Solute–solvent exciplex versus twisted intramolecular charge-transfer state in anomalous fluorescence of 4-NN-dimethylaminobenzonitrile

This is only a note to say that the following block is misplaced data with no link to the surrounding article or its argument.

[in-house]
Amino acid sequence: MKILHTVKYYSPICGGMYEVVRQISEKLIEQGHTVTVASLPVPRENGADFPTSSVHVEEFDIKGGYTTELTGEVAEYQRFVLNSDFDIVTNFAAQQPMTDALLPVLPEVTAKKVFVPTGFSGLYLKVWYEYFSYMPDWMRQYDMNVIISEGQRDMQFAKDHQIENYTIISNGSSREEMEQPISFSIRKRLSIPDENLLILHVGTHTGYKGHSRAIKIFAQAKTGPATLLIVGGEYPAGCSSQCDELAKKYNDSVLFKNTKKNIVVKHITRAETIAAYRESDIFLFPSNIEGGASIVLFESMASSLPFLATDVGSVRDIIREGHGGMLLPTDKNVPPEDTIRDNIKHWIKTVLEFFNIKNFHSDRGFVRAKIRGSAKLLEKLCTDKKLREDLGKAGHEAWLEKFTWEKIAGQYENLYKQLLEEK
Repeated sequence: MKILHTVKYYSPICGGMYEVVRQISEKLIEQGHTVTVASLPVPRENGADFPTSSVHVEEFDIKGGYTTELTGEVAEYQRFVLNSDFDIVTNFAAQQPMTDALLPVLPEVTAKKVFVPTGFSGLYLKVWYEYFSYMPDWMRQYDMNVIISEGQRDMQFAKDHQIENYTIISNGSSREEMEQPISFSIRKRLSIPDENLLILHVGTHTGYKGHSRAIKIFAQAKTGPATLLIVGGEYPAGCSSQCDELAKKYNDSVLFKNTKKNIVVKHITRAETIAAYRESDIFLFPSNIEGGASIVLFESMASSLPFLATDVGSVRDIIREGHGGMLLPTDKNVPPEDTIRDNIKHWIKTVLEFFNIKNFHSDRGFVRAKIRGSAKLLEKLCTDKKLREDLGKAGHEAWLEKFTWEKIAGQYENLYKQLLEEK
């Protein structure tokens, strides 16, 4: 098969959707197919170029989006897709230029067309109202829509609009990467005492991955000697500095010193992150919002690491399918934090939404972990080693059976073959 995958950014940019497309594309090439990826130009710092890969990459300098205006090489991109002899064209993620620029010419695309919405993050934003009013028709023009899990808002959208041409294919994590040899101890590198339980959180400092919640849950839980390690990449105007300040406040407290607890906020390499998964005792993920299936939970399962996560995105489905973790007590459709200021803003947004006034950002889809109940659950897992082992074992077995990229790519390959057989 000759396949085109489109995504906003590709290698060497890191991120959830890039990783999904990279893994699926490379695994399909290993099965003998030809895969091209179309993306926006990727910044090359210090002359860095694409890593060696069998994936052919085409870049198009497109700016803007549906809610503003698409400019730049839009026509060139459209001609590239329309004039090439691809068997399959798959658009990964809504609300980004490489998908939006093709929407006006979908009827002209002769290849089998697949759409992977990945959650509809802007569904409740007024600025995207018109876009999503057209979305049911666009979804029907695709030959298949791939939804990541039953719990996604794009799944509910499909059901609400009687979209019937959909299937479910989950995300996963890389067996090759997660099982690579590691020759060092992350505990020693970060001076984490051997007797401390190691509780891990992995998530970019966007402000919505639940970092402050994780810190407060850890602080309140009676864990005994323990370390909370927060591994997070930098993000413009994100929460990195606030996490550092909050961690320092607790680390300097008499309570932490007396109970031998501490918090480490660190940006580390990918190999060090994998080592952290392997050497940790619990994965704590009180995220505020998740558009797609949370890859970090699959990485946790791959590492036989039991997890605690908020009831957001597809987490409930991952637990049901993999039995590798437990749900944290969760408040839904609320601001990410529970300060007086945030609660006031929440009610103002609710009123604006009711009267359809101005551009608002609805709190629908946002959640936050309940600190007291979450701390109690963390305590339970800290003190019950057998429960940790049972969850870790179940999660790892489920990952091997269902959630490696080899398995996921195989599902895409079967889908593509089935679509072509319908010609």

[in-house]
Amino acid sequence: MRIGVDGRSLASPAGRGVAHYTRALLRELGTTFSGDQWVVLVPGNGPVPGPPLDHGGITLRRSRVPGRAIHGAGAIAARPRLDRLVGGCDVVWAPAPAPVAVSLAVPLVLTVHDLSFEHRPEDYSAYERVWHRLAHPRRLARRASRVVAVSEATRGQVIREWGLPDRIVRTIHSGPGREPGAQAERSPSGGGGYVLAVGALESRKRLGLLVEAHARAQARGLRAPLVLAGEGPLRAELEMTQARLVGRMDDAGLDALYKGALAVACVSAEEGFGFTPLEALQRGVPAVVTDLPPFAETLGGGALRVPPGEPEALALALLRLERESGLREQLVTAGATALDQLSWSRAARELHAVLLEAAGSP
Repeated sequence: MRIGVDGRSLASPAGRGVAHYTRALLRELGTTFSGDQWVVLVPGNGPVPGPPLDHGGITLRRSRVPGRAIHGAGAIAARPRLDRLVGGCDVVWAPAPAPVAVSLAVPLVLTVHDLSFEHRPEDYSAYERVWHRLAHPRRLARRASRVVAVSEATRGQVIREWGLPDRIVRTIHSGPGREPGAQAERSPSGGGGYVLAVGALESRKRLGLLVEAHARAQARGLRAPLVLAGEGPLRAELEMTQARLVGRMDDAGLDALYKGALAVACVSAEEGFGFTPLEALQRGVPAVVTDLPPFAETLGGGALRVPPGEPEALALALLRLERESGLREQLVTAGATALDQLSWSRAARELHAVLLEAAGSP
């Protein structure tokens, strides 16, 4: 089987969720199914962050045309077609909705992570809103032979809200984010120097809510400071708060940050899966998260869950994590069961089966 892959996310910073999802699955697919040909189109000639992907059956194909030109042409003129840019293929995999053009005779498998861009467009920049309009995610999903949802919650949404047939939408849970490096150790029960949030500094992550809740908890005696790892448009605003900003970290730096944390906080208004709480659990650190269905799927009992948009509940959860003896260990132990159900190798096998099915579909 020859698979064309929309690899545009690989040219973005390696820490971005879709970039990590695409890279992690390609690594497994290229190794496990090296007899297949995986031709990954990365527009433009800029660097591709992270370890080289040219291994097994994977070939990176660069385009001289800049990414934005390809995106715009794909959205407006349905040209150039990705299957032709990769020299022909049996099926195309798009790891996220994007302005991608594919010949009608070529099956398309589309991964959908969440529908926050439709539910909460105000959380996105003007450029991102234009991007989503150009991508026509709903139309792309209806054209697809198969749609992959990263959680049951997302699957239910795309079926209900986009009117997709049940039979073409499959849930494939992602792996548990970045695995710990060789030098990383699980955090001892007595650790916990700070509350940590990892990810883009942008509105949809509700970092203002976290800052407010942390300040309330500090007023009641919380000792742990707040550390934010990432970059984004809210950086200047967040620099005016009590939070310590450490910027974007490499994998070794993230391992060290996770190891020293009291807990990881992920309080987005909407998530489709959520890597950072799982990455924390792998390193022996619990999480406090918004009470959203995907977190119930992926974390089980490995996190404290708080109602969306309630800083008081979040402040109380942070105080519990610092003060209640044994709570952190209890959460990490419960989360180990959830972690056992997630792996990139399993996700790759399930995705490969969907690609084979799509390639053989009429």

We report on the influence which solvent deuteration and solute–solvent interactions in glassy matrices have on the fluorescence of 3,5,NN-tetramethyl-4-aminobenzonitrile and of 4-NN-dimethyl-aminobenzonitrile. The widely accepted assignment of the anomalous fluorescence of the latter compound to emission from a twisted intramolecular charge-transfer state does not explain the observations. It is pointed out that the large deuterium effect on the anomalous fluorescence may be understood in terms of the theory of radiationless electronic relaxation when the emission comes from a solute—solvent exciplex. Spectral shifts, which arise from coupling of solute electric dipole moments with the polarization of the surroundings, have been calculated for the case of a solute in a homogenous polar glassy matrix, relative to a solution in a non-polar glass. The shift found for the fluorescence of 3,5,NN-tetramethyl-4-aminobenzonitrile is not in agreement with acceptable values for molecular excited-state dipole moments. Emission from an exciplex is more in accordance with the shift. Because the amino group of 4-NN-dimethylaminobenzonitrile cannot rotate in glassy solutions, there is no exciplex emission from this compound in a polar glass. This does not exclude the formation of planar-solute exciplexes, which decay predominantly by a radiationless process. Our earlier suggestion concerning the formation of exciplexes with polar solvent molecules provides an adequate explanation of the facts for the decay of the first excited singlet states of 4-NN-dimethylaminobenzonitrile and related compounds. It may explain our observation of ion formation from these states in polar solvents, which occurs even when the amino group is restricted to be in plane with the phenyl ring and there is no anomalous fluorescence. We suggest that a planar-solute exciplex (E1) is the precursor of an emitting twisted-solute exciplex (E2). Then competition between ionic dissociation and rotational isomerization of E1 becomes an important factor, determining the quantum yield of anomalous fluorescence. A quantum chemical analysis of the consequences of overlap of atomic orbitals on the N atom of the amino group with lone-pair orbitals of the solvent molecule shows that both planar and twisted solute–solvent exciplex states may be bound states.